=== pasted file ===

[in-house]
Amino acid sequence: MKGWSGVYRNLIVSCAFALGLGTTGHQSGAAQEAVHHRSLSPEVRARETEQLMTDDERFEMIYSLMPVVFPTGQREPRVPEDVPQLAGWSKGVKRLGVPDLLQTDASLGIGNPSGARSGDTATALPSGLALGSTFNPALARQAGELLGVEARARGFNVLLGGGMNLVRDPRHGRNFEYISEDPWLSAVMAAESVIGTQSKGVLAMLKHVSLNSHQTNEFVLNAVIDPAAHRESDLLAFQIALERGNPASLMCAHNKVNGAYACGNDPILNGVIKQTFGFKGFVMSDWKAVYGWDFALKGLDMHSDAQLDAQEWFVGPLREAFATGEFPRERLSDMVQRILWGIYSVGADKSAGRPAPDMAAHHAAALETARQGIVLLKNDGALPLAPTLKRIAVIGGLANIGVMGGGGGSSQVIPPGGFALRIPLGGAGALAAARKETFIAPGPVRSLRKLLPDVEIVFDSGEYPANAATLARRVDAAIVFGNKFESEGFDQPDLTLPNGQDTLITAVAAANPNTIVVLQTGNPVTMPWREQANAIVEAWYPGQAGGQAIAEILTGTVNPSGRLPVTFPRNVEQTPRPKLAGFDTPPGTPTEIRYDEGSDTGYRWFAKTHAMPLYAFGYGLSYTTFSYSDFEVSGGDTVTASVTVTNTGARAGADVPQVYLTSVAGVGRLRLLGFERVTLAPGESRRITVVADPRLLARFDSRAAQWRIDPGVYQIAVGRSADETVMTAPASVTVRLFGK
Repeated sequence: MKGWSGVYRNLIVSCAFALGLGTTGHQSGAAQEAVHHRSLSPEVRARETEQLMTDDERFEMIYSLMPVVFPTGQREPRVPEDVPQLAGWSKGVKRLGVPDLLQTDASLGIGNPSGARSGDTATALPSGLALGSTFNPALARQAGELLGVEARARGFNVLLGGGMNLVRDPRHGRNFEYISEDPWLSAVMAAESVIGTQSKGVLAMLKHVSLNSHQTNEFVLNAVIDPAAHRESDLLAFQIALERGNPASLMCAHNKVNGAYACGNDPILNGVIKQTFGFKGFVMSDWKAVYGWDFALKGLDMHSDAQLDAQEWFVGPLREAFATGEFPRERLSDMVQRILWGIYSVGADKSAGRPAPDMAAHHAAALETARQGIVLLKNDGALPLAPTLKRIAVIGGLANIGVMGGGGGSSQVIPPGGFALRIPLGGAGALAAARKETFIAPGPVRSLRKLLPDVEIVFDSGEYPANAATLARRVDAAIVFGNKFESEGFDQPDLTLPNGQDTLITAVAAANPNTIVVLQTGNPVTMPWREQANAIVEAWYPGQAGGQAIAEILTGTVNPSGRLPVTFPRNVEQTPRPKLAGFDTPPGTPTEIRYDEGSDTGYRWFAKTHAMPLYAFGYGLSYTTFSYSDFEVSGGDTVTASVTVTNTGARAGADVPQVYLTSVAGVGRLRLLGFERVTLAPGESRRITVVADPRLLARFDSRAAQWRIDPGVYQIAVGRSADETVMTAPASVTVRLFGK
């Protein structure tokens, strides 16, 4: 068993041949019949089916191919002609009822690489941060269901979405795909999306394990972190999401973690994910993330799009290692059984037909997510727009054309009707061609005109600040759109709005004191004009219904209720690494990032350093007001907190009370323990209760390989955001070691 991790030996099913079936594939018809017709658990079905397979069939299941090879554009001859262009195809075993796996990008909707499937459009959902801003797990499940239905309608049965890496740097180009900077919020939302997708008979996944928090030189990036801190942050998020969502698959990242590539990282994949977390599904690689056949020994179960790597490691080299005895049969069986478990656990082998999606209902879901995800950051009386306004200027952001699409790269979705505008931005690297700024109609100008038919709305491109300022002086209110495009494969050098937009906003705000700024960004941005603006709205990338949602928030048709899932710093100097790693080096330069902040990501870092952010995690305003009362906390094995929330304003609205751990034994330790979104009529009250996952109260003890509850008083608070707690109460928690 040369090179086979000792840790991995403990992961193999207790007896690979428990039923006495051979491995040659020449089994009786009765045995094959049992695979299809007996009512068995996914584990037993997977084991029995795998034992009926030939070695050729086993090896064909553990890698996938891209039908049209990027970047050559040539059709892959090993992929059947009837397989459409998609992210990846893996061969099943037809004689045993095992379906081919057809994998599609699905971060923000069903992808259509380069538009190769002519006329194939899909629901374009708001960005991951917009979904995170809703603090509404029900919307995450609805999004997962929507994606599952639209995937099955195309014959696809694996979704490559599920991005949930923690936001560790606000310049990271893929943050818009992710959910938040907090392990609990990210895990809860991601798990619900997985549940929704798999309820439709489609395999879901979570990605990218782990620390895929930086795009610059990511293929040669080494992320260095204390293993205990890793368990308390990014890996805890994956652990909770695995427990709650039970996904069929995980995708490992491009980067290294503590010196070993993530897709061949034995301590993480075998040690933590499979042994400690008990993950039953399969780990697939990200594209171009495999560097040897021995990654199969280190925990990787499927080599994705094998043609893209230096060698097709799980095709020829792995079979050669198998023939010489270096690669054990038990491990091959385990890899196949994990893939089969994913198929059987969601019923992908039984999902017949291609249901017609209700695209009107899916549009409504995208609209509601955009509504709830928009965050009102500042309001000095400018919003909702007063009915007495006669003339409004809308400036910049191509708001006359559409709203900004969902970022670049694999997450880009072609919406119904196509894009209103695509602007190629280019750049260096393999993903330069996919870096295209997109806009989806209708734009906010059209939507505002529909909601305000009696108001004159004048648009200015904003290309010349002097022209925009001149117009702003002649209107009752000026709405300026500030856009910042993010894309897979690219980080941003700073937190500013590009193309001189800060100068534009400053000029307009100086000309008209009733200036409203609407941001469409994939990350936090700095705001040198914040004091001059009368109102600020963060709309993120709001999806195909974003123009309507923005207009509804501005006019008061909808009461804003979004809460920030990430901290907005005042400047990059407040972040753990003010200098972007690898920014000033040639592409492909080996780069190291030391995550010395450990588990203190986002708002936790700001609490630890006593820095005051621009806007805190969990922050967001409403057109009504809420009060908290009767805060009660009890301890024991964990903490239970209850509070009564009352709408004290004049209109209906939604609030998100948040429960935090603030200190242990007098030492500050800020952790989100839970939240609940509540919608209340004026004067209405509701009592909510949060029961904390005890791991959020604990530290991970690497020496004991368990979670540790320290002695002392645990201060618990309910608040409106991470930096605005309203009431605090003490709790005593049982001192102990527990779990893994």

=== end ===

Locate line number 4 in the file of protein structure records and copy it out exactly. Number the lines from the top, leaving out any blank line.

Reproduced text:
């Protein structure tokens, strides 16, 4: 068993041949019949089916191919002609009822690489941060269901979405795909999306394990972190999401973690994910993330799009290692059984037909997510727009054309009707061609005109600040759109709005004191004009219904209720690494990032350093007001907190009370323990209760390989955001070691 991790030996099913079936594939018809017709658990079905397979069939299941090879554009001859262009195809075993796996990008909707499937459009959902801003797990499940239905309608049965890496740097180009900077919020939302997708008979996944928090030189990036801190942050998020969502698959990242590539990282994949977390599904690689056949020994179960790597490691080299005895049969069986478990656990082998999606209902879901995800950051009386306004200027952001699409790269979705505008931005690297700024109609100008038919709305491109300022002086209110495009494969050098937009906003705000700024960004941005603006709205990338949602928030048709899932710093100097790693080096330069902040990501870092952010995690305003009362906390094995929330304003609205751990034994330790979104009529009250996952109260003890509850008083608070707690109460928690 040369090179086979000792840790991995403990992961193999207790007896690979428990039923006495051979491995040659020449089994009786009765045995094959049992695979299809007996009512068995996914584990037993997977084991029995795998034992009926030939070695050729086993090896064909553990890698996938891209039908049209990027970047050559040539059709892959090993992929059947009837397989459409998609992210990846893996061969099943037809004689045993095992379906081919057809994998599609699905971060923000069903992808259509380069538009190769002519006329194939899909629901374009708001960005991951917009979904995170809703603090509404029900919307995450609805999004997962929507994606599952639209995937099955195309014959696809694996979704490559599920991005949930923690936001560790606000310049990271893929943050818009992710959910938040907090392990609990990210895990809860991601798990619900997985549940929704798999309820439709489609395999879901979570990605990218782990620390895929930086795009610059990511293929040669080494992320260095204390293993205990890793368990308390990014890996805890994956652990909770695995427990709650039970996904069929995980995708490992491009980067290294503590010196070993993530897709061949034995301590993480075998040690933590499979042994400690008990993950039953399969780990697939990200594209171009495999560097040897021995990654199969280190925990990787499927080599994705094998043609893209230096060698097709799980095709020829792995079979050669198998023939010489270096690669054990038990491990091959385990890899196949994990893939089969994913198929059987969601019923992908039984999902017949291609249901017609209700695209009107899916549009409504995208609209509601955009509504709830928009965050009102500042309001000095400018919003909702007063009915007495006669003339409004809308400036910049191509708001006359559409709203900004969902970022670049694999997450880009072609919406119904196509894009209103695509602007190629280019750049260096393999993903330069996919870096295209997109806009989806209708734009906010059209939507505002529909909601305000009696108001004159004048648009200015904003290309010349002097022209925009001149117009702003002649209107009752000026709405300026500030856009910042993010894309897979690219980080941003700073937190500013590009193309001189800060100068534009400053000029307009100086000309008209009733200036409203609407941001469409994939990350936090700095705001040198914040004091001059009368109102600020963060709309993120709001999806195909974003123009309507923005207009509804501005006019008061909808009461804003979004809460920030990430901290907005005042400047990059407040972040753990003010200098972007690898920014000033040639592409492909080996780069190291030391995550010395450990588990203190986002708002936790700001609490630890006593820095005051621009806007805190969990922050967001409403057109009504809420009060908290009767805060009660009890301890024991964990903490239970209850509070009564009352709408004290004049209109209906939604609030998100948040429960935090603030200190242990007098030492500050800020952790989100839970939240609940509540919608209340004026004067209405509701009592909510949060029961904390005890791991959020604990530290991970690497020496004991368990979670540790320290002695002392645990201060618990309910608040409106991470930096605005309203009431605090003490709790005593049982001192102990527990779990893994």